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Very little has been written about fishing jigs with the fly rod because people refuse to say that they are fishing with jigs.
Once upon a time, before the world of cyberspace marketing was in place, everyone knew what a jig was.
The world was familiar- user friendly, so to speak. My father used jigs; he liked Uppermans. An Upperman was a lima bean headed jig that was red and white, and it caught stripers real well if you bounced it in three-foot hops on the retrieve. He used a spinning rod to do this. If you cast it out and retrieved it you never did as well. Jigs sink. That is a good thing. It's the sinking that makes them useful.
Very little has been written about fishing jigs with the fly rod because people refuse to say that they are fishing with jigs. They don't fish them as jigs but as if they were flies. This is unfortunate because there is a wealth of very useful information about how to fish jigs as jigs. A jig is a very deadly lure and will catch fish no matter what you think it is. If it is in the water you will catch fish with it no matter how you fish it. Still, there are some basic jig fishing principles that will increase your success rate with a fly rod if you become aware and incorporate and apply them.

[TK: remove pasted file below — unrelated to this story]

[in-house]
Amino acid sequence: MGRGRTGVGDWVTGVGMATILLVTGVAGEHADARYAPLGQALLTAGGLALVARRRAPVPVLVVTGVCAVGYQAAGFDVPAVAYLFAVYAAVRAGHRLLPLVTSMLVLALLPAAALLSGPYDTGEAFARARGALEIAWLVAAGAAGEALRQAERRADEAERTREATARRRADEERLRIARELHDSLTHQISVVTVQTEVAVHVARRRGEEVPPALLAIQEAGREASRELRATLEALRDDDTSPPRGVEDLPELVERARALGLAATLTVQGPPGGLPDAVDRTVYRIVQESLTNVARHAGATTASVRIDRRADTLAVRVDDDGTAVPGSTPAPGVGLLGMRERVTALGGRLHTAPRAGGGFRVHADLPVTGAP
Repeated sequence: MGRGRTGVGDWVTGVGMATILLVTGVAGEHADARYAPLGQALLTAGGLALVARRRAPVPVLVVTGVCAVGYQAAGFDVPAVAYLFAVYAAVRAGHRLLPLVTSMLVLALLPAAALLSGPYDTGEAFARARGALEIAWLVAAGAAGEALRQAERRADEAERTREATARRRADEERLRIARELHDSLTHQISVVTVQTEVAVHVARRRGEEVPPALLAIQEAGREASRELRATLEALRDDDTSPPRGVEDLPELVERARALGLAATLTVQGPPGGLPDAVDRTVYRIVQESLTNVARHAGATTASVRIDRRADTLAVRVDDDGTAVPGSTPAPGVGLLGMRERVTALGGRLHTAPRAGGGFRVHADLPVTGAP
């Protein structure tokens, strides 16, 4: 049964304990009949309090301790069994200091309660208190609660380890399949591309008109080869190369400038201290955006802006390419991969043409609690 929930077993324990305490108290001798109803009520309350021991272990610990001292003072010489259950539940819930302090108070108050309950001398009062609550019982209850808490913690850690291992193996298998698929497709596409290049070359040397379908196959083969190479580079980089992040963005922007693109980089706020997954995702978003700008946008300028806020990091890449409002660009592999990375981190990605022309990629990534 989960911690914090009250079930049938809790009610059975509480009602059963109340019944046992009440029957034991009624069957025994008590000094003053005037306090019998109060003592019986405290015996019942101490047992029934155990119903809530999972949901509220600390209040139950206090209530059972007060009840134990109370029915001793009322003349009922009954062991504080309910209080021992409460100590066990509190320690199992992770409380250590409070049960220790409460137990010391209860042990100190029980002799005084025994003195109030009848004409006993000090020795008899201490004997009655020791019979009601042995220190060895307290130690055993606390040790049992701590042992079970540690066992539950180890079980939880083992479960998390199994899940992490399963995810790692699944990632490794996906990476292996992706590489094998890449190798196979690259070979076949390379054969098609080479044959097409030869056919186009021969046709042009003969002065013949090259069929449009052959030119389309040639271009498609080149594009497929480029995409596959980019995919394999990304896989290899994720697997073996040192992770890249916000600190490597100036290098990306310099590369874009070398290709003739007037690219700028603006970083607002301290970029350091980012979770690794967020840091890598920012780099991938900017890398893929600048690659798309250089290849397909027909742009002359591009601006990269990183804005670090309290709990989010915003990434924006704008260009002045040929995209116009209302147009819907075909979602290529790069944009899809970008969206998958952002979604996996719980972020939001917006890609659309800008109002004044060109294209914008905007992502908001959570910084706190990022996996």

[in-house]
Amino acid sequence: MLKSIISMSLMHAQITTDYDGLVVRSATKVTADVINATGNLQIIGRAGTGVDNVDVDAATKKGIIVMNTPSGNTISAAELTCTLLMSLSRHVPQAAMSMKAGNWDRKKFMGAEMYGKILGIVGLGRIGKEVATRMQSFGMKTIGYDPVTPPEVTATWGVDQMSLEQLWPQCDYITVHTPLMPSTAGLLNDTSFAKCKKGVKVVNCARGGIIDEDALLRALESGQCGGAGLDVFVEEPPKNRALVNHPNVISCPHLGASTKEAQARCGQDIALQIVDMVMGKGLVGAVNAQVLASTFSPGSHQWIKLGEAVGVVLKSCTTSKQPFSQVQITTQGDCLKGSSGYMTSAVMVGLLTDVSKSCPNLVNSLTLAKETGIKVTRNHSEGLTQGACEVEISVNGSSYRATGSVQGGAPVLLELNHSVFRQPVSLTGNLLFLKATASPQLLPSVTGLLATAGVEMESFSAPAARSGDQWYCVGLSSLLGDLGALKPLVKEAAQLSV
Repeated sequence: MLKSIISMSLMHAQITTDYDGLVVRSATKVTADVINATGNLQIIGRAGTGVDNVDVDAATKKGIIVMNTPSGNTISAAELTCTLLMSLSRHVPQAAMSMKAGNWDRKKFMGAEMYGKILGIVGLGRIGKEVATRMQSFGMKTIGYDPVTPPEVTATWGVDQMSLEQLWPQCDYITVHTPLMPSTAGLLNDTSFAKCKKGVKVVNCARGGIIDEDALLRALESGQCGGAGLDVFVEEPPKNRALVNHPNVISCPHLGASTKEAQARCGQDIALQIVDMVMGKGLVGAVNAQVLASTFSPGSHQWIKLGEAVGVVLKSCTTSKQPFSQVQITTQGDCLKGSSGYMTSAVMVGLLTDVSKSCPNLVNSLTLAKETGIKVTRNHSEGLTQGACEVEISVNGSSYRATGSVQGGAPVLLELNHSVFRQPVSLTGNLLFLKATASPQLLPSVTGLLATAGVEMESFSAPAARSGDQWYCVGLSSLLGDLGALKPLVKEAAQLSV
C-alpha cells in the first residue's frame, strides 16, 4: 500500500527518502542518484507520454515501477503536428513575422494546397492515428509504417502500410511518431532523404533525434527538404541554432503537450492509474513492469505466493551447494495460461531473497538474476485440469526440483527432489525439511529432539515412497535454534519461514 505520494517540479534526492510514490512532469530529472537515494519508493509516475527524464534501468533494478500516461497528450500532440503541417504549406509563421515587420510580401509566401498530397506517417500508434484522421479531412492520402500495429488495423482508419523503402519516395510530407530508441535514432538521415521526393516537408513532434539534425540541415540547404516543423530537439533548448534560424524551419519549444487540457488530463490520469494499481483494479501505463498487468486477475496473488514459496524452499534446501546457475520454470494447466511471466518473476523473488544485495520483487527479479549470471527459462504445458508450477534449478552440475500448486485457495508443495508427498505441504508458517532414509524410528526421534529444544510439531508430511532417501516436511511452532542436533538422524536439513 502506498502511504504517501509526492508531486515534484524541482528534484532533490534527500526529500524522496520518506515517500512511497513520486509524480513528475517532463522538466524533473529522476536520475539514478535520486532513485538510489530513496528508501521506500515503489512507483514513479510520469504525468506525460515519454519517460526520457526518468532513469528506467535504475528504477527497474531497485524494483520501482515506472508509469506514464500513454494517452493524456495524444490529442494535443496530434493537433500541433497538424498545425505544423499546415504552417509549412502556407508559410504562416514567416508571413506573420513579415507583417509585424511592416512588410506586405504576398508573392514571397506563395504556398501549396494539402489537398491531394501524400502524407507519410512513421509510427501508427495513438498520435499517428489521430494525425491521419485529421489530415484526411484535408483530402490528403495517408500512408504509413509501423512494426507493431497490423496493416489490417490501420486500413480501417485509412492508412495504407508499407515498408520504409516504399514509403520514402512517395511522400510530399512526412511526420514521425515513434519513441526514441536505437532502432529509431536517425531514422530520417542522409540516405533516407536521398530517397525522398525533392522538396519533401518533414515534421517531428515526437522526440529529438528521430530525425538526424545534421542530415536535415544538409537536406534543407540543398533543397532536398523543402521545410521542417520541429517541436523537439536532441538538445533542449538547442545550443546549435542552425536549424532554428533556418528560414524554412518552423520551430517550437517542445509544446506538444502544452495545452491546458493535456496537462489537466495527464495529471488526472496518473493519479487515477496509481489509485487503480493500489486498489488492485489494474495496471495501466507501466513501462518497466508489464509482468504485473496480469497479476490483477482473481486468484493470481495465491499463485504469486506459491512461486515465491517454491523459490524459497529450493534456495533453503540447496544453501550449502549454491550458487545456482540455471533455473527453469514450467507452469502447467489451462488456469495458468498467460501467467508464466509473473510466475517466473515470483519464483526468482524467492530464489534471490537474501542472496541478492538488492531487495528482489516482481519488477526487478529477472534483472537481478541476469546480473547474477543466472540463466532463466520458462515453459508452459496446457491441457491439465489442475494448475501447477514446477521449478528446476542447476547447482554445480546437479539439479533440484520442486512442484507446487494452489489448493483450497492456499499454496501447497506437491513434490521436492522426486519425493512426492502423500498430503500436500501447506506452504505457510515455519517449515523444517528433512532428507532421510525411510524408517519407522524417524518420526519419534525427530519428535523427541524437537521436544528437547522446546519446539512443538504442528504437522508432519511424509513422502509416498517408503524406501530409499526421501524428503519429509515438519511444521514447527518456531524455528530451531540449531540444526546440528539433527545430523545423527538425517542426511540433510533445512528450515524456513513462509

|Open water techniques:|
|1||More fish are taken on jigs that are falling than are taken on jigs that are rising|
|2||Fish will often take a jig when it hesitates in its descent|
|3||The rate of fall is often the factor that will cause fish to strike|
When fishing in open water with jigs the best finesse jig fishermen use techniques that may be considered unusual to the salt water fly fisherman. They watch the end of their line where it enters the water and detect most of their strikes visually on the surface interface. If the line stops sinking they know that something stopped the jig's descent and sweep set. If the end of their line twitches they respond with a sweep set. If the line speeds up in its descent or slows or moves in any direction, they sweep set.
A sweep set is the preferred method of setting the hook because it works better than jerking does to set the hook, and it usually results in a better hookset. It is done by moving the rod smoothly away from the fish until the pressure from the fish is felt, then the rod is speeded up against the back pressure from the fish, and the hook is punched into the fish's mouth in a series of forceful jolts. The energy of this type of hookset is similar to what people do with circle hooks, at least in the beginning. The jig is never pulled away from the fish and they will often bear down on the jig when they feel the pressure from the rod. They hold on tighter. It is a good method and well worth learning how to do.